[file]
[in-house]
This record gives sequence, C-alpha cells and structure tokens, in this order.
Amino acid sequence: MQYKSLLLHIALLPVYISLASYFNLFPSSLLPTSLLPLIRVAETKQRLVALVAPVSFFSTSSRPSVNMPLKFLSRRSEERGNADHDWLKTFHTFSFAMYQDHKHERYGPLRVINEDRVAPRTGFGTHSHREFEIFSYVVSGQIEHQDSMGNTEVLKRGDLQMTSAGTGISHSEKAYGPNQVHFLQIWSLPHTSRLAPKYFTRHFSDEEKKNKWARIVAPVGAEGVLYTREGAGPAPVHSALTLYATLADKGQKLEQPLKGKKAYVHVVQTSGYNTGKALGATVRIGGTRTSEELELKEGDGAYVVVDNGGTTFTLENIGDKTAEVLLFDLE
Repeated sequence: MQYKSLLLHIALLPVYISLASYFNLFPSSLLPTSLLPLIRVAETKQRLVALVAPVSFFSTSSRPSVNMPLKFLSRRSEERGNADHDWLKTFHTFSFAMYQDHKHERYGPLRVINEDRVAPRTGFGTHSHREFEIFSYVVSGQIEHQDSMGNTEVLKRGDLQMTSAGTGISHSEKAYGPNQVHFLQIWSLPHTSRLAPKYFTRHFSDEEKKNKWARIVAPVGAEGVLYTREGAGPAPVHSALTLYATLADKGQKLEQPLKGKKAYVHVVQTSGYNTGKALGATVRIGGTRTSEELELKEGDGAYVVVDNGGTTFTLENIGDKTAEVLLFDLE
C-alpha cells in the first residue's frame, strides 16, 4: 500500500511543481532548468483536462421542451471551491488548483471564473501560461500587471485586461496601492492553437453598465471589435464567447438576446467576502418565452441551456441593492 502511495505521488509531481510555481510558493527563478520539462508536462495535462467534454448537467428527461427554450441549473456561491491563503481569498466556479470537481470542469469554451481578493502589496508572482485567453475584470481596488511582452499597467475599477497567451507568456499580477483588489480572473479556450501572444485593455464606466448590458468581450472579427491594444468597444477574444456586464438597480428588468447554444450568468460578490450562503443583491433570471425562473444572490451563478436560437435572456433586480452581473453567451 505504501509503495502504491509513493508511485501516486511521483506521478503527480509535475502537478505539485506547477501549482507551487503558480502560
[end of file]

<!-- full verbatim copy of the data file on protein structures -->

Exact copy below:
[in-house]
This record gives sequence, C-alpha cells and structure tokens, in this order.
Amino acid sequence: MQYKSLLLHIALLPVYISLASYFNLFPSSLLPTSLLPLIRVAETKQRLVALVAPVSFFSTSSRPSVNMPLKFLSRRSEERGNADHDWLKTFHTFSFAMYQDHKHERYGPLRVINEDRVAPRTGFGTHSHREFEIFSYVVSGQIEHQDSMGNTEVLKRGDLQMTSAGTGISHSEKAYGPNQVHFLQIWSLPHTSRLAPKYFTRHFSDEEKKNKWARIVAPVGAEGVLYTREGAGPAPVHSALTLYATLADKGQKLEQPLKGKKAYVHVVQTSGYNTGKALGATVRIGGTRTSEELELKEGDGAYVVVDNGGTTFTLENIGDKTAEVLLFDLE
Repeated sequence: MQYKSLLLHIALLPVYISLASYFNLFPSSLLPTSLLPLIRVAETKQRLVALVAPVSFFSTSSRPSVNMPLKFLSRRSEERGNADHDWLKTFHTFSFAMYQDHKHERYGPLRVINEDRVAPRTGFGTHSHREFEIFSYVVSGQIEHQDSMGNTEVLKRGDLQMTSAGTGISHSEKAYGPNQVHFLQIWSLPHTSRLAPKYFTRHFSDEEKKNKWARIVAPVGAEGVLYTREGAGPAPVHSALTLYATLADKGQKLEQPLKGKKAYVHVVQTSGYNTGKALGATVRIGGTRTSEELELKEGDGAYVVVDNGGTTFTLENIGDKTAEVLLFDLE
C-alpha cells in the first residue's frame, strides 16, 4: 500500500511543481532548468483536462421542451471551491488548483471564473501560461500587471485586461496601492492553437453598465471589435464567447438576446467576502418565452441551456441593492 502511495505521488509531481510555481510558493527563478520539462508536462495535462467534454448537467428527461427554450441549473456561491491563503481569498466556479470537481470542469469554451481578493502589496508572482485567453475584470481596488511582452499597467475599477497567451507568456499580477483588489480572473479556450501572444485593455464606466448590458468581450472579427491594444468597444477574444456586464438597480428588468447554444450568468460578490450562503443583491433570471425562473444572490451563478436560437435572456433586480452581473453567451 505504501509503495502504491509513493508511485501516486511521483506521478503527480509535475502537478505539485506547477501549482507551487503558480502560